- The wearing apparel necessary for the use of the debtor and the debtor's family.
- Comfortable beds, bedsteads and bedding necessary for the debtor, the debtor's spouse and children.
- Household furniture to the value of $3,500.
- One cook stove, one heating stove and one refrigerator and necessary utensils belonging to the same.
- One sewing machine, kept for use by the debtor or the debtor's family.
- Provisions and fuel to the value of $400.
- The uniform, arms and equipments of every officer and private in the militia.
- The Bibles, school books and library of any debtor, used by the debtor or the debtor's family, to the value of $800.
- Tools of the debtor's occupation to the value of $5,000.
- One hog and one pig, and the pork of the same when slaughtered.
- Six sheep and the fleeces of the same.
- One cow; a yoke of oxen or a horse, when required for farming or teaming purposes or other actual use; and hay not exceeding 4 tons.
- Domestic fowls not exceeding $300 in value.
- The debtor's interest in one pew in any meetinghouse in which the debtor or the debtor's family usually worship.
- The debtor's interest in one lot or right of burial in any cemetery.
- One automobile to the value of $4,000.
- Jewelry owned by the debtor or the debtor's family to the value of $500.
- The debtor's interest in any property, not to exceed $1,000 in value, plus up to $7,000 of any unused amount of the exemptions provided under paragraphs III, VI, VIII, IX, XVI, and XVII of this section. XIX. Subject to the Uniform Fraudulent Transfer Act, RSA 545-A, any interest in a retirement plan or arrangement qualified for tax exemption purposes under present or future acts of Congress; provided, any transfer or rollover contribution between retirement plans shall not be deemed a transfer which is fraudulent as to a creditor under the Uniform Fraudulent Transfer Act. "Retirement plan or arrangement qualified for tax exemption purposes'' shall include without limitation, trusts, custodial accounts, insurance, annuity contracts, and other properties and rights constituting a part thereof. By way of example and not by limitation, retirement plans or arrangements qualified for tax exemption purposes permitted under present acts of Congress include defined contribution plans and defined benefit plans as defined under the Internal Revenue Code (IRC), individual retirement accounts including Roth IRAs and education IRAs, individual retirement annuities, simplified employee pension plans, Keogh plans, IRC section 403(a) annuity plans, IRC section 403(b) annuities, and eligible state deferred compensation plans governed under IRC section 457. This paragraph shall be in addition to and not a limitation of any other provision of New Hampshire law which grants an exemption from attachment or execution and every other species of forced sale for the payment of debts. This paragraph shall be effective for retirement plans and arrangements in existence on, or created after January 1, 1999, but shall apply only to extensions of credit made, and debts arising, after January 1, 1999.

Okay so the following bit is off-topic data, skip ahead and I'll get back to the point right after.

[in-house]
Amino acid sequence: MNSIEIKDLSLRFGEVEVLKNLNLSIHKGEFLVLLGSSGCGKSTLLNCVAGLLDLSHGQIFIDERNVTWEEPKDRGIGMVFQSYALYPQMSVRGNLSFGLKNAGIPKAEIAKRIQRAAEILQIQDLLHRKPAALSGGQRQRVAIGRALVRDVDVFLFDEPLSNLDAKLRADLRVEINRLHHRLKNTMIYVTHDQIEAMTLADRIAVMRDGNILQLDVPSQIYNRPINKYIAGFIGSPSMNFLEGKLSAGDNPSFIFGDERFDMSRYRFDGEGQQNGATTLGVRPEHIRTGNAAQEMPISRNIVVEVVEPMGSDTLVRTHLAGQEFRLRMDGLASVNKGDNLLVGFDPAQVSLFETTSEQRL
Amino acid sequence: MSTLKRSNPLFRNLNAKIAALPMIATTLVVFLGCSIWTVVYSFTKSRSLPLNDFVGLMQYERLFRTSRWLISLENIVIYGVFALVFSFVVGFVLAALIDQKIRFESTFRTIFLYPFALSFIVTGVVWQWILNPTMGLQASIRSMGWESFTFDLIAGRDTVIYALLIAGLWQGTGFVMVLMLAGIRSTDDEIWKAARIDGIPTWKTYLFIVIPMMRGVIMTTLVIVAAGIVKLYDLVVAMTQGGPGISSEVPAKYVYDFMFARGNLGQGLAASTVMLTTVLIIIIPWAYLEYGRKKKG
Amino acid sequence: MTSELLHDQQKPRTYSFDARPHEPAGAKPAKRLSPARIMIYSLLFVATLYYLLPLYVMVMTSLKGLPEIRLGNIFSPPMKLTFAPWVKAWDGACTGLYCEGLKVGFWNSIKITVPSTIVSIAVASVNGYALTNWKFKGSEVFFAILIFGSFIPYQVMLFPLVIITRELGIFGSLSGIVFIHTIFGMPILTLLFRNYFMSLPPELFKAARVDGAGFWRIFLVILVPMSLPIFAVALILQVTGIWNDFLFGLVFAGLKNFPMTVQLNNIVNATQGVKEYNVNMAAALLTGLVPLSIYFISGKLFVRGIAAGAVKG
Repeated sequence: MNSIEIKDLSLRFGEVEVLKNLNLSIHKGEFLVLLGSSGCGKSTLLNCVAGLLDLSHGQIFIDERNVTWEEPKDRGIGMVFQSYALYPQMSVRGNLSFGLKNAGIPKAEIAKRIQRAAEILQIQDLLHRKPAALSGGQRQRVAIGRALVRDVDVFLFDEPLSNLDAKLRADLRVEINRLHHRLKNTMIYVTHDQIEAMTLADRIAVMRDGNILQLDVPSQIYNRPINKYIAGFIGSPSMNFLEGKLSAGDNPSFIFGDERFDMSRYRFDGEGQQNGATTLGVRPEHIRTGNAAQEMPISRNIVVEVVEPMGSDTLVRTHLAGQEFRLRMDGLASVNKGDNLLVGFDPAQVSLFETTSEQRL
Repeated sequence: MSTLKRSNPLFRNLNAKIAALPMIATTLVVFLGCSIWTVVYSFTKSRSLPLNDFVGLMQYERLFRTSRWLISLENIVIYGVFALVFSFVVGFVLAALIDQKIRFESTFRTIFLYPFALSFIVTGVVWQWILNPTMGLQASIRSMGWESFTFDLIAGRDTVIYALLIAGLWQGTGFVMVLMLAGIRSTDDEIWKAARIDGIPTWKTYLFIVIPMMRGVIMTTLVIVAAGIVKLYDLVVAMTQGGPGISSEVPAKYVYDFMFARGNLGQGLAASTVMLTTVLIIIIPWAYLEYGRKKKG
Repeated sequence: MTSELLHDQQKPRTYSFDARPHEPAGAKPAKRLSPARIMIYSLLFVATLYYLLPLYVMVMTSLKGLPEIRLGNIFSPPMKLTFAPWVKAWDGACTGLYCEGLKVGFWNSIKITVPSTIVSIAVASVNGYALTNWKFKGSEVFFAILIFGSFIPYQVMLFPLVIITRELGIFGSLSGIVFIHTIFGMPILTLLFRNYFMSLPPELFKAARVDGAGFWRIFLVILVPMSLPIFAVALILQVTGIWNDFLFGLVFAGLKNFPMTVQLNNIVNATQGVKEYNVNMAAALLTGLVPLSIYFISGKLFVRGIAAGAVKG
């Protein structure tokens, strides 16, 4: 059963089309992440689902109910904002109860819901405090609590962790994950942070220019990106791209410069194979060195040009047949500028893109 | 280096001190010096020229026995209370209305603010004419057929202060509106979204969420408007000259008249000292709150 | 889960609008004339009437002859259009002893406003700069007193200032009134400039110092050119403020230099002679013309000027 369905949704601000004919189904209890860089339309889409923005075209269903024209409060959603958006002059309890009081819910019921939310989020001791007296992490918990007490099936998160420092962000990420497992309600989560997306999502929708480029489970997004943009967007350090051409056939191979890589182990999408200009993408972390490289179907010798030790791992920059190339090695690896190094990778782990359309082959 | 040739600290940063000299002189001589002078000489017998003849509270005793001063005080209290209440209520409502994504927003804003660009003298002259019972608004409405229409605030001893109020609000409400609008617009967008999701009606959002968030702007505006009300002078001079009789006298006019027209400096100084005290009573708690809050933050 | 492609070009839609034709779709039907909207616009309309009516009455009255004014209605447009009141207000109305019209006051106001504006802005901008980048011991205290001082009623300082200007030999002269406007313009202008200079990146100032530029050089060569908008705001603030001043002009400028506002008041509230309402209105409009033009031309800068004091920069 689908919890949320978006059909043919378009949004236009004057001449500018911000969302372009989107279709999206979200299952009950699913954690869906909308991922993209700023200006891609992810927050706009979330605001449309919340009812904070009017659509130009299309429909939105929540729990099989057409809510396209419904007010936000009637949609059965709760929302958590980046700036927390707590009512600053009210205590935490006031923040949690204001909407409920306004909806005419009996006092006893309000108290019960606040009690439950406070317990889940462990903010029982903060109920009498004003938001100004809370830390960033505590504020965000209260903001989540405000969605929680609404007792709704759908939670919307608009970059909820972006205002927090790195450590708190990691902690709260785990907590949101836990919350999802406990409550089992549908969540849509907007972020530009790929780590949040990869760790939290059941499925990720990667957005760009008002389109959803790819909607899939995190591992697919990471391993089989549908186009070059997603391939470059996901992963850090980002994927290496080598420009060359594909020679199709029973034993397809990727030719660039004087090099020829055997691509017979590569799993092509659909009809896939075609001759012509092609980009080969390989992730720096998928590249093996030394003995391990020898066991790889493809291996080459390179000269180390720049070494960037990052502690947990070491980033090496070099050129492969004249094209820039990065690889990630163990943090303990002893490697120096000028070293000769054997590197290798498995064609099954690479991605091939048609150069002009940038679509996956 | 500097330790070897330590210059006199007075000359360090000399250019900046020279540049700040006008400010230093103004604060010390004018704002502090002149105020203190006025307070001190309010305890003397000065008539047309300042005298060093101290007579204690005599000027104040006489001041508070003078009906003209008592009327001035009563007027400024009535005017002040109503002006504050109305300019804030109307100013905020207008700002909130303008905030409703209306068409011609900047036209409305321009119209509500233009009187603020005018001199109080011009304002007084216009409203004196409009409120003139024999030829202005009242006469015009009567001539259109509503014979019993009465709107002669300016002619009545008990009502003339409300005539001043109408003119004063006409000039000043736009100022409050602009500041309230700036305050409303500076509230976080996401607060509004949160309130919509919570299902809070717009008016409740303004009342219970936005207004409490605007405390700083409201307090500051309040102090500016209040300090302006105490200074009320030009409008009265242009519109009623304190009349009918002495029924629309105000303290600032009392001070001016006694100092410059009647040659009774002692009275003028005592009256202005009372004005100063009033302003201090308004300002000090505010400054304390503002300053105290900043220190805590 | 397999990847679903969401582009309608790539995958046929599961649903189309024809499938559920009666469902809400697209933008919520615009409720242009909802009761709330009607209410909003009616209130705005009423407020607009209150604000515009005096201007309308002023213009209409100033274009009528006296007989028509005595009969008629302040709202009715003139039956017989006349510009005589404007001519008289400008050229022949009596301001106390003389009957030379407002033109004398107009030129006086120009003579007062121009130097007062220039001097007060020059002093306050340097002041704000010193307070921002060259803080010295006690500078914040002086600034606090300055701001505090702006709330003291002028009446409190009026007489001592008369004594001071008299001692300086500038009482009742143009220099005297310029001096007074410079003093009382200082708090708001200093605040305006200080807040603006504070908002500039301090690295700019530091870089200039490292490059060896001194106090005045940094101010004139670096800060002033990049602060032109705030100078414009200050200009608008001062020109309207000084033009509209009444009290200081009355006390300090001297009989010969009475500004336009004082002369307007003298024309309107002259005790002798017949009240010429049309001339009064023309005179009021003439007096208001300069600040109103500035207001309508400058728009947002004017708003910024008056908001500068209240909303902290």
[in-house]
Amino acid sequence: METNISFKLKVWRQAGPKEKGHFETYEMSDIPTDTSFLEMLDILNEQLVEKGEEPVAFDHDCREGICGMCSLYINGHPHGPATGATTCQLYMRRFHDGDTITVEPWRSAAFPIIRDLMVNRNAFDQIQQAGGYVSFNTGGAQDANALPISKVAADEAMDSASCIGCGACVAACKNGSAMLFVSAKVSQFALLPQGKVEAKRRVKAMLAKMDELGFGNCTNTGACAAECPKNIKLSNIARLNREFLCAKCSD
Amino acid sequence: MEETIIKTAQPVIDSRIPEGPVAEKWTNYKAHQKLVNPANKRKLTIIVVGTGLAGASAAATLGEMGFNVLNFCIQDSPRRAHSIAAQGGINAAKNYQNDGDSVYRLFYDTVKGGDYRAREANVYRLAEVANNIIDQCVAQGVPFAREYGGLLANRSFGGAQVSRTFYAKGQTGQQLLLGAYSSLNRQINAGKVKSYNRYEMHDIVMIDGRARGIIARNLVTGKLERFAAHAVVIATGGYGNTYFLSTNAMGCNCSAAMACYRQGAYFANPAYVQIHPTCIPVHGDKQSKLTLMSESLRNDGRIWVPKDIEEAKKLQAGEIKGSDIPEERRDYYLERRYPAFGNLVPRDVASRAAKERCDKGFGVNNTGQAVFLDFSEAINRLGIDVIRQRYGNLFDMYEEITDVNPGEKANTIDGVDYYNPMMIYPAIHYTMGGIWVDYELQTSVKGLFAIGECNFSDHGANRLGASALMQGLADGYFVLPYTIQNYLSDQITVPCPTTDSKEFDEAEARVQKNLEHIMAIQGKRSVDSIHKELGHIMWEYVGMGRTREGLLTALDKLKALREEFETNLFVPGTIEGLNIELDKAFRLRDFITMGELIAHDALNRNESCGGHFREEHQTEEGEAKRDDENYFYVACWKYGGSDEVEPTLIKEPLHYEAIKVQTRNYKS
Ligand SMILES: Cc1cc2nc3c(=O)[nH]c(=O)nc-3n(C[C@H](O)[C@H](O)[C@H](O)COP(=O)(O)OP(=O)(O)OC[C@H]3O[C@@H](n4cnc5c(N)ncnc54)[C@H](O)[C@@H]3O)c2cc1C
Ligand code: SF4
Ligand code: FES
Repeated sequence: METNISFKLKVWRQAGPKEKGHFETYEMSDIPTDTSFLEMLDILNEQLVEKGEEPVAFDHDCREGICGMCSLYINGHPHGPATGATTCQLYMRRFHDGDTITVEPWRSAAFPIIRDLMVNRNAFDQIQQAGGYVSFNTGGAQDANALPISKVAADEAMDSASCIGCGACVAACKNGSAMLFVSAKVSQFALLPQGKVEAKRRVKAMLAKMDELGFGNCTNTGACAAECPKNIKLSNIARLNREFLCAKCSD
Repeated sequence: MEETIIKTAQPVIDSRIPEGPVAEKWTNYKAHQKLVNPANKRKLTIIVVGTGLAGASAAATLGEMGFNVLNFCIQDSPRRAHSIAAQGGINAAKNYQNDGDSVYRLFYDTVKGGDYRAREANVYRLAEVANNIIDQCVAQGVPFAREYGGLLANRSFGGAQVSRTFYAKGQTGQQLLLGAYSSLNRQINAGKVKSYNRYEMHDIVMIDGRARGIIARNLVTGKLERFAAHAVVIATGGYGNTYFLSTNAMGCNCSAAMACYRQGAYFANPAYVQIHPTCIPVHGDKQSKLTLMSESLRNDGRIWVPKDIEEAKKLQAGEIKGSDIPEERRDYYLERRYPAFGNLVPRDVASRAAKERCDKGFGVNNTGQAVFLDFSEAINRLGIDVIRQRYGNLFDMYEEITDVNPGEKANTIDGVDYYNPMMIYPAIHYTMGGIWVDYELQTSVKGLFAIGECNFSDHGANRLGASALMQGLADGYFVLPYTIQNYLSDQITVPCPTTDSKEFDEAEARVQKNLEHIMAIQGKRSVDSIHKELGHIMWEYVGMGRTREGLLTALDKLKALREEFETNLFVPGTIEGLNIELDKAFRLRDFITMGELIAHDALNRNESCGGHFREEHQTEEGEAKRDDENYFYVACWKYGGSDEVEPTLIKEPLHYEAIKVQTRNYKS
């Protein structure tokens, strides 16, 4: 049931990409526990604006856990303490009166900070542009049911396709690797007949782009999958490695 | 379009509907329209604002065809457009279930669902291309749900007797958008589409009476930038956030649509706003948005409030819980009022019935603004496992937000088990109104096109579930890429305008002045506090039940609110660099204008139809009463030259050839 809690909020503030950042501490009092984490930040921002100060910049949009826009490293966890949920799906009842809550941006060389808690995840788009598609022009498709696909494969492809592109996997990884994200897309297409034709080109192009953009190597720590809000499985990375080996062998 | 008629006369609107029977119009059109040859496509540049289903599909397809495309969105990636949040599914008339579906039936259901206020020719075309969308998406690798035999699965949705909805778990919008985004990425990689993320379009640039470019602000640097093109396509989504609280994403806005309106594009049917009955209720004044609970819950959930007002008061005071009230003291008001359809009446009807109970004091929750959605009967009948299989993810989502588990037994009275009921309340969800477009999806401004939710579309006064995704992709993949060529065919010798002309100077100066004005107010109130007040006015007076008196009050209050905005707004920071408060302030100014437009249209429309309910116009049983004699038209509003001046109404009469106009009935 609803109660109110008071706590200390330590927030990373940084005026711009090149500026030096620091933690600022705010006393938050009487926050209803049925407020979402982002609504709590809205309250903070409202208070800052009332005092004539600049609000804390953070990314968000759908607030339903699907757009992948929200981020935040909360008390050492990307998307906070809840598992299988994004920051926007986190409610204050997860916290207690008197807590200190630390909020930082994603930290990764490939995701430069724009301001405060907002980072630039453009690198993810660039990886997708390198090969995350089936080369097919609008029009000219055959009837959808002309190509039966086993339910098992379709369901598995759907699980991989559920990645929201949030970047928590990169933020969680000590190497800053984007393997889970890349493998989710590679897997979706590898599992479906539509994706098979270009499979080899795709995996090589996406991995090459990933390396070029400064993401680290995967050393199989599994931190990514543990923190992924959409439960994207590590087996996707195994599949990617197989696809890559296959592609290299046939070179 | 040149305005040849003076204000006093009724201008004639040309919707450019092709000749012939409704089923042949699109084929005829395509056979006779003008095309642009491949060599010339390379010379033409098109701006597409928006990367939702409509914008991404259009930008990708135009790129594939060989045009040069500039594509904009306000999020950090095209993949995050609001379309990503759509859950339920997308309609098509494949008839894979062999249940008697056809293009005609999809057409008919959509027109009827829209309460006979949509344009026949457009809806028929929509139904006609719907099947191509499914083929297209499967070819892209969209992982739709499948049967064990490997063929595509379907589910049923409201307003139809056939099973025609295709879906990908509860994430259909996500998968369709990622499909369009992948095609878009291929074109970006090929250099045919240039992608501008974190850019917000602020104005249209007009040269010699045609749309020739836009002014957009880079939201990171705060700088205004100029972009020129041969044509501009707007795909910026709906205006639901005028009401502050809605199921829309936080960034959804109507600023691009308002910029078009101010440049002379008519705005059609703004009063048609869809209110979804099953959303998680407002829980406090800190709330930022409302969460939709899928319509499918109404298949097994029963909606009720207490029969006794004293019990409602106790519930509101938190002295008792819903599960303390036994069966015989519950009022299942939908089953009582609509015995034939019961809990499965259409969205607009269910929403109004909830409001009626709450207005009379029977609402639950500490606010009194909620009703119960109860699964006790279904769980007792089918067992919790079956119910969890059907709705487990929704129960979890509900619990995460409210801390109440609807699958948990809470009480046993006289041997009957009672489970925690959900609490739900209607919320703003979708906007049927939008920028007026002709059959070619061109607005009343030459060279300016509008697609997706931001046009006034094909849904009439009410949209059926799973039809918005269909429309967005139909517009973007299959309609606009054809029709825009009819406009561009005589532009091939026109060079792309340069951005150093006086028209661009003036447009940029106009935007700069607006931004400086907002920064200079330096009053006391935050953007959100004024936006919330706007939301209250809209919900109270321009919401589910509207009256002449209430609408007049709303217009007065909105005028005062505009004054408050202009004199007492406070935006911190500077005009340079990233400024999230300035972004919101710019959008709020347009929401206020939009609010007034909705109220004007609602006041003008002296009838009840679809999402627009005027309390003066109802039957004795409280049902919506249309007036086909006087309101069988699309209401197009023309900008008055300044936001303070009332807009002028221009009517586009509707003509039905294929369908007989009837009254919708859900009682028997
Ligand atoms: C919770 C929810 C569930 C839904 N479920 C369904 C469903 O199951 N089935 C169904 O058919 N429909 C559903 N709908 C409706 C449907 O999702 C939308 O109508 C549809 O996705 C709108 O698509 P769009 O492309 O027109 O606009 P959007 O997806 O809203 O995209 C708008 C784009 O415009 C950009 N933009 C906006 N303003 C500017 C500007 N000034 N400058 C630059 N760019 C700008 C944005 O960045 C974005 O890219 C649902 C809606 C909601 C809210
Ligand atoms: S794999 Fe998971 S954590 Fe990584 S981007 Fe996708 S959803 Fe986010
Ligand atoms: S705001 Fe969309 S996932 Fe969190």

Every person is entitled to $100,000 worth of his or her homestead, or of his or her interest therein, as a homestead. The homestead right created by this chapter shall exist in manufactured housing, as defined by RSA 674:31, which is owned and occupied as a dwelling by the same person but shall not exist in the land upon which the manufactured housing is situated if that land is not also owned by the owner of the manufactured housing.
The attorney should examine the assets of the debtor carefully before advising which exemption scheme to choose. If an individual debtor owns real estate which has equity greater than $11,000 they should probably choose the state exemptions. On the other hand if the debtor has a personal injury claim, or has a life insurance policy with a cash value every effort should be made to utilize the federal exemptions. A debtor who does not own any real estate is almost always better off choosing the federal exemption because of the considerably higher “wildcard” exemption.
In a jointly filed case the attorney should also determine who is the actual owner of each asset since the “wildcard” exemption cannot be transferred between spouses. For example if the title to a vehicle is in the wifes name, only her exemptions may be used to protect the vehicle.
After a chapter 7 case is file a trustee is assigned to the case. The Office of the United States Trustee establishes a panel of trustees for each district. There are presently eight active trustees on the panel in New Hampshire. It is the trustees job to conduct the meeting of creditors and to determine if there are any assets to administer for the benefit of creditors.